from Ball, T.H., editor. Encyclopedia of Genealogy and Biography
of Lake County, Indiana with a Compendium of History 1834-1904.
Chicago: The Lewis Publishing Company, 1904. pp. 91-92.
Another true pioneer, and in fact one of the earliest dwellers in
the hamlet that grew into the county seat was LUMAN A. FOWLER. He
was born in Berkshire county, Massachusetts, October 1, 1809. He
came with Henry Wells in the fall of 1834 and spent one night with some
explorers on the wooded bank of the Lake of Red Cedars. He returned
to the camp of Solon Robinson and with his small company, six in all,
himself making seven, he spent the winter. There were two other families
before the winter closed twenty-one persons in all, that made up the
hamlet. In 1835 Luman A. Fowler went to Michigan, then a territory, and
in October was married to Miss Eliza Cochran, born in New York October
27, 1816. In December they came to the hamlet where he had spent the
last winter. Travelling in those days was more expensive than it is now,
for the Fowler record of expenses for the first year has this item at the
head of the list: "Amount of money paid out from the time of starting to
the landing on Robinson's Prairie is $83.00." Their first child was born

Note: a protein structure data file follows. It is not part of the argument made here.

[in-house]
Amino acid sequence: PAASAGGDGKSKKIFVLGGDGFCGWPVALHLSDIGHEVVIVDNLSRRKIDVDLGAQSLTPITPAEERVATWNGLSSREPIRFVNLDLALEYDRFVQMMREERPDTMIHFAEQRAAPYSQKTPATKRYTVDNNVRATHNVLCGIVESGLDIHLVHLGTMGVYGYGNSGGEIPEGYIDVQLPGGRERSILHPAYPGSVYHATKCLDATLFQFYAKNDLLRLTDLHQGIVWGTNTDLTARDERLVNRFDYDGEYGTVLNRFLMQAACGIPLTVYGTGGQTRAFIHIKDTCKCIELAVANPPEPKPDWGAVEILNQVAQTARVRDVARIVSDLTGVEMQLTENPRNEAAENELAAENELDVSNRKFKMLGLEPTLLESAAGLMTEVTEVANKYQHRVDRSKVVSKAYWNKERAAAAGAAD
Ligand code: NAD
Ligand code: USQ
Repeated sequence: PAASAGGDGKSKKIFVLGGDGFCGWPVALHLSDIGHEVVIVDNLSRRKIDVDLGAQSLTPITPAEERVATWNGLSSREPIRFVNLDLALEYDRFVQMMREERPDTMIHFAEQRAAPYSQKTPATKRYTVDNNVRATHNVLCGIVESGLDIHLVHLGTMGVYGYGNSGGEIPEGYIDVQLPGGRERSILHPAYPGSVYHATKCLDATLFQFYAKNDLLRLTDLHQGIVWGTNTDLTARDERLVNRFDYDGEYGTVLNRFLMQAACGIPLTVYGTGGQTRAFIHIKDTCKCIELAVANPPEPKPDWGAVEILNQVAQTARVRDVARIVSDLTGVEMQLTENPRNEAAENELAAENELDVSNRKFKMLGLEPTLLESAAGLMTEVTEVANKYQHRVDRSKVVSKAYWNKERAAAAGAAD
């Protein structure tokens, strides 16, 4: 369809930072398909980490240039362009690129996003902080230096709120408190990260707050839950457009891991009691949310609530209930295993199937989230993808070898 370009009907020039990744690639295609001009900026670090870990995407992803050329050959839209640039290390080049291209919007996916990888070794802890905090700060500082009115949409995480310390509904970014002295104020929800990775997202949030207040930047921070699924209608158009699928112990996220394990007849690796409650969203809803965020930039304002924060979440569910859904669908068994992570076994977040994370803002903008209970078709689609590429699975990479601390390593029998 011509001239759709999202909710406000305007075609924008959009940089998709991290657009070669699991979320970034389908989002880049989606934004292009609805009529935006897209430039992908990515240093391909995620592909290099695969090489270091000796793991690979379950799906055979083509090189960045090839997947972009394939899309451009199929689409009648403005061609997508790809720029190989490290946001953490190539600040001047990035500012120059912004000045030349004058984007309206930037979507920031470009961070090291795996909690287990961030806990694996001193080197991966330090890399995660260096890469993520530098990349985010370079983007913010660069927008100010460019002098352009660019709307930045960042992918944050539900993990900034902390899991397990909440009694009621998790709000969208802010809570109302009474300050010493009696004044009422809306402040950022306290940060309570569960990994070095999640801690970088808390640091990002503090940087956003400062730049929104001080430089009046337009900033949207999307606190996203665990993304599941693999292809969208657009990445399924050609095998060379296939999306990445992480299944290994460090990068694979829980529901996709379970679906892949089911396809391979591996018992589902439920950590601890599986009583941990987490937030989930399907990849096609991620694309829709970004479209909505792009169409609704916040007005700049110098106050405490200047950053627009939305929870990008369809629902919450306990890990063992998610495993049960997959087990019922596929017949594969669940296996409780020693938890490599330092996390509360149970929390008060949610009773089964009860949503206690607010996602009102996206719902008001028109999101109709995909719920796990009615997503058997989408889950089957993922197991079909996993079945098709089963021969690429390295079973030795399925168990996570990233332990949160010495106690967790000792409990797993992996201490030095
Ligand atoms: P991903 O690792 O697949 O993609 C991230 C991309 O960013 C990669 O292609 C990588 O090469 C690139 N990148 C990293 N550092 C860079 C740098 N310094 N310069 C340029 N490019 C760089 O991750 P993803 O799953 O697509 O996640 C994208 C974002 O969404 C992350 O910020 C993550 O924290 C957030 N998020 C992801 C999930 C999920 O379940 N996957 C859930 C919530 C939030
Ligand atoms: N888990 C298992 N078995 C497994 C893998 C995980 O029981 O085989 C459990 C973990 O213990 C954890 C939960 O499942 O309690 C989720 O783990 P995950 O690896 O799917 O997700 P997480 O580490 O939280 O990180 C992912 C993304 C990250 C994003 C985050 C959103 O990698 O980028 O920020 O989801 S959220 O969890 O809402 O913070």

in October, 1836, Harriet Ann, and eight other children. four sons and
four daughters, followed her into the household. These eight all married
and their descendants are many, some in Lake county, some are out of
Luman A. Fowler became fully a public man. He was elected
Sheriff of Lake county in 1837, in 1847, 1849, in 1859, 1861, thus
holding the office for ten years. One of his sons, born in Crown Point
and still residing in Crown Point, has held the office of town or city
from Goodspeed, Weston A., ed. Counties of Porter and Lake Indiana. Chicago: F.A. Battery & Co., 1882. p. 609.
LUMAN A. FOWLER, one of the early settlers of Lake County, was born in Berkshire County, Mass., October 1, 1809, and is a son of Josiah and Louisa (Stewart) Fowler. His parents moved to Palmyra, N.Y., where his mother died, his father afterward moving to Washtenaw County, Mich., where he died. Luman A. Fowler had a fair education, and was by trade a carpenter and joiner. At Dearborn, Mich., on October 18, 1835 he was married to Miss Eliza Cochran, daughter of John and Jane (Kessler) Cochran, born October 27, 1816, in Madison County, N.Y. This union was blessed with nine children--Harriet A., (deceased), Rollin D., Josephine (now Mrs. Williams), Arnold, Luman A., William S., Mary J. (now Mrs. Peterson), Alta E. (now Mrs. Pinney) and Mabel E. (now Mrs. Beidelman). Mrs. Fowler is yet living in Crown Point. After marriage, Mr. and Mrs. Fowler emigrated to what is now Lake County, locating in Centre Township, where Mr. Fowler farmed. At that period Indians and game were more abundant than white subjects, and they endured the hardships of most early settlers. Afterward Mr. Fowler became a leading citizen, whose judgment on public matters was often invoked by friends and neighbors. He was elected County Sheriff seven times, serving fourteen years--an evidence of public confidence. In 1850, he went to California, where he spent six years in mining, and returned to Crown Point where, on April 12, 1870, after eight days' illness with pneumonia, he departed. He was an honorable man, and very greatly lamented.